The rapidly growing frozen foods market has attracted several companies, old and new, ranging from behemoths like ITC to new-age firms such as BigBasket that have entered the domain but the biggest challenge, however, for these companies remains cold chain infrastructure.
ITC chief Sanjiv Puri acknowledged the challenge in a recent media interaction, saying that to expand the company’s frozen-foods business, it needs to invest in infrastructure, which remains an issue.
Tessol founder Rajat Gupta identified this gap as early as 2013, when working with early-stage venture fund Infused based out of IIM-Ahmedabad. The fund focussed on the clean-tech segment, which helped Gupta realise the potential in energy storage. He left the company and founded Tessol in 2013 to work on energy storage and later entered the cold-chain space, focusing on last-mile delivery of frozen products.
In a conversation with Moneycontrol, Gupta outlines the journey of Tessol, the problems of cold chain infrastructure in India, and the company’s initiatives. Edited excerpts:
What challenges do food companies in India face in frozen and chilled foods?
The infrastructure is required at multiple levels in any frozen products business. The first is of course at the factory level; second is to move the products from the factory to a central warehouse, which would have frozen storage capability better known as cold storage. Then from that cold storage, the products need to be brought all the way to the customer. While there is sufficient infrastructure available at the factory level and then for storage later, the challenge comes when companies try to move these products to distributors and also in the last mile delivery. Most distributors lack scale and hence do not want to invest in technologies for the transportation and storage of frozen food products. At the retailer level, too, there are not enough freezers. For the company, moving the products from cold storage to a distributor through a refrigerated vehicle is very expensive because the volumes are very small. So, the refrigerated vehicle becomes an expensive proposition.
What solutions have you built to solve these issues in the cold chain ecosystem?
The concept is similar to that of putting products in ice or ice pack gel to keep them cold. We have built a technology, which is a combination of certain chemicals that freeze and melt at a specific temperature. Our formulations can maintain the temperature at minus 26 degrees, or minus 18 degrees, minus 11 degrees. So, ice melts at over zero degrees and freezes at zero degrees and when ice is added to a drink, it will become cold. If you put a product along with ice pack gel, it will maintain the temperature in the range of 10-12 degrees Celsius. Our technology is a combination of these chemicals and the enclosures or insulated boxes that can maintain a particular temperature to store products such as seafood or Shrikhand.
The third part is how you bring the product, unspoiled to the customer. Our understanding of the cold chain market is that as you move into the last mile, the capacity utilization goes down for refrigerated vehicles because you won't have a complete load. Even top brands in the segment do not have large distributors, who will take a refrigerated vehicle to a retailer. As a result, the companies either don't use refrigeration or do not cater to customers or retailers beyond a certain range as it becomes expensive.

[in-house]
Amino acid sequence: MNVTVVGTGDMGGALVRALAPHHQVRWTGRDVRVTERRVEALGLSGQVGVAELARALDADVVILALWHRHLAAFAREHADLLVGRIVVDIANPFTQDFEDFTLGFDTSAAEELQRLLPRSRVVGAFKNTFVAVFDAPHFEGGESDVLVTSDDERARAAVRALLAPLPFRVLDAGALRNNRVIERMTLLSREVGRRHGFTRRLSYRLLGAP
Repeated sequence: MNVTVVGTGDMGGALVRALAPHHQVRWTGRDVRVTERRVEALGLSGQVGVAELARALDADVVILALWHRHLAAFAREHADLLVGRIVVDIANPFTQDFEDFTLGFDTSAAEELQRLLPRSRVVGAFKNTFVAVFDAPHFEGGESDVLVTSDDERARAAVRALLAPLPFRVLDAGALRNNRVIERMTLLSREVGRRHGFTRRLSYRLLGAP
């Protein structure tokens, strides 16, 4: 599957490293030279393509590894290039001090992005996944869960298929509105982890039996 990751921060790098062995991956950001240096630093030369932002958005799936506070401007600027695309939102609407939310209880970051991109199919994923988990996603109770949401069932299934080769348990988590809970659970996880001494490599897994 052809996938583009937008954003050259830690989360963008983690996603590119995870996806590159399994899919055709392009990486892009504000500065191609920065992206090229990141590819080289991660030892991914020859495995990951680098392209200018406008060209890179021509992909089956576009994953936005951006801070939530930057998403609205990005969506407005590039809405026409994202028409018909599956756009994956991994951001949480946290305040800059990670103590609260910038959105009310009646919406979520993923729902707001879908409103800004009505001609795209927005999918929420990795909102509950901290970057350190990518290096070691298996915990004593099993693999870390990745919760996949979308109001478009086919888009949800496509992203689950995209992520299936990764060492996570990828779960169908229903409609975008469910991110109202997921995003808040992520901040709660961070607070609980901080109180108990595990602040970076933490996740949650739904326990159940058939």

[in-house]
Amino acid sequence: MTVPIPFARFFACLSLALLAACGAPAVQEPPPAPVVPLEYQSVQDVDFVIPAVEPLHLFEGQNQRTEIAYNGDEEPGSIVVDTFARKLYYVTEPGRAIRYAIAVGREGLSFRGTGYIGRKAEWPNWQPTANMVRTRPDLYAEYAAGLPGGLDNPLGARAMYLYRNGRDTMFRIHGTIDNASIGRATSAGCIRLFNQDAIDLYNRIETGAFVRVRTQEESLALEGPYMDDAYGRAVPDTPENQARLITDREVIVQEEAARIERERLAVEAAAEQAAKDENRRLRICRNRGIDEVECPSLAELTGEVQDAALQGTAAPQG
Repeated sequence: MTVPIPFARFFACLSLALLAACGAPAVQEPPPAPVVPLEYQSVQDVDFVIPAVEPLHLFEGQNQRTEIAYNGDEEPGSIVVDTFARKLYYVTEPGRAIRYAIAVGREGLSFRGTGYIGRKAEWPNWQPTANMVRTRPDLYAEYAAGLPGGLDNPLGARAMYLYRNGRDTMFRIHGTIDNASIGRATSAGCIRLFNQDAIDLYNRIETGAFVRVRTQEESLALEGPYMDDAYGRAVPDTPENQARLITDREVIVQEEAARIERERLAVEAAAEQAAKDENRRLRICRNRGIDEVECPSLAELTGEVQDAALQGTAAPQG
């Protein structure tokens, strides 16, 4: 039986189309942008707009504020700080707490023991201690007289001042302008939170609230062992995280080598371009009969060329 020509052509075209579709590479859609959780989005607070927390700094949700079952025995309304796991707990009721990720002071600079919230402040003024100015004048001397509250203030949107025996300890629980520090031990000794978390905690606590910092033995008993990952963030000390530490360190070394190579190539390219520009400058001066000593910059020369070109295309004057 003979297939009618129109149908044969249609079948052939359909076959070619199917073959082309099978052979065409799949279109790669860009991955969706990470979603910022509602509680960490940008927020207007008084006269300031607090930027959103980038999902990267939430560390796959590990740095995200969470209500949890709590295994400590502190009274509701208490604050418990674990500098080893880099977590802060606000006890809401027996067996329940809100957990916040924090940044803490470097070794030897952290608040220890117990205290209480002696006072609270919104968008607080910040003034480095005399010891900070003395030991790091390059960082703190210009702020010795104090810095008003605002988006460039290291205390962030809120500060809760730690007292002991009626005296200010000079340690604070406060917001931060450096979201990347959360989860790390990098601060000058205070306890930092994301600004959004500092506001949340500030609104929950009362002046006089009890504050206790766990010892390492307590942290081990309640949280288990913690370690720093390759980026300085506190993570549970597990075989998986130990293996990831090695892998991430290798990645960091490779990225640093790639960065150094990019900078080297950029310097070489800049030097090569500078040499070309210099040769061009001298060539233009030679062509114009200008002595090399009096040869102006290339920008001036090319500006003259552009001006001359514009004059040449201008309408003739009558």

Our technology is independent of the vehicle. A small delivery of one kilogram can be packed in a bag and delivered to homes. The companies can actually directly cater from the main warehouse to their retailers. It also enables companies to send a combination of products such as frozen, chilled, or ambient in the same vehicle or truck, which require different temperatures, to an HoReCa partner.
How cost-efficient is this solution?
Companies spend Rs 45,000 a month for the transportation of ambient products, however, a refrigerated truck (of 1 tonne) costs around Rs 85,000-90,000 a month, while with our technology the expense would be around Rs 55,000-60,000 per month. From a transportation standpoint, there could be a potential 30-35 percent cost saving.
Packaged food including frozen foods have witnessed an upsurge in the last 18 months as consumers stay at home. Have you benefited from this trend?
Packaged foods have definitely seen an uptake. More than frozen foods, chilled food is more common in India. And transportation of chilled food is even more challenging than frozen food as it has a limited shelf life. For example, chicken spoils very quickly if the temperature goes up. So, due to the pandemic, we have seen an increase in the volume of current customers and also seen a lot more brands coming up with direct-to-consumer models. And therefore, require these kinds of solutions.
These product segments have remained a metro phenomenon so far. Do you foresee this changing?
We have seen large e-commerce companies expanding to smaller cities. They have not entered lower tiers, but are trying in most of the state capitals. Several local brands have also mushroomed in these smaller cities, which are offering frozen food or chilled products. Hence, the demand has grown up again, you can't compare it to Bombay, Delhi, or Bangalore. But it's increasing.The entire segment is growing at 15 percent CAGR. However, e-commerce has seen rapid growth and the segment is growing close to 70-75 percent every year on the digital channel. Poultry is another industry that is growing very quickly, as consumers move to organized poultry rather than local butcher shops. Hence, companies such as Licious, TenderCuts, FreshToHome are witnessing increased traction. Another area where we have seen increased demand for our services is confectionaries such as chocolates. Several artisan chocolates brands have come up in the market of late.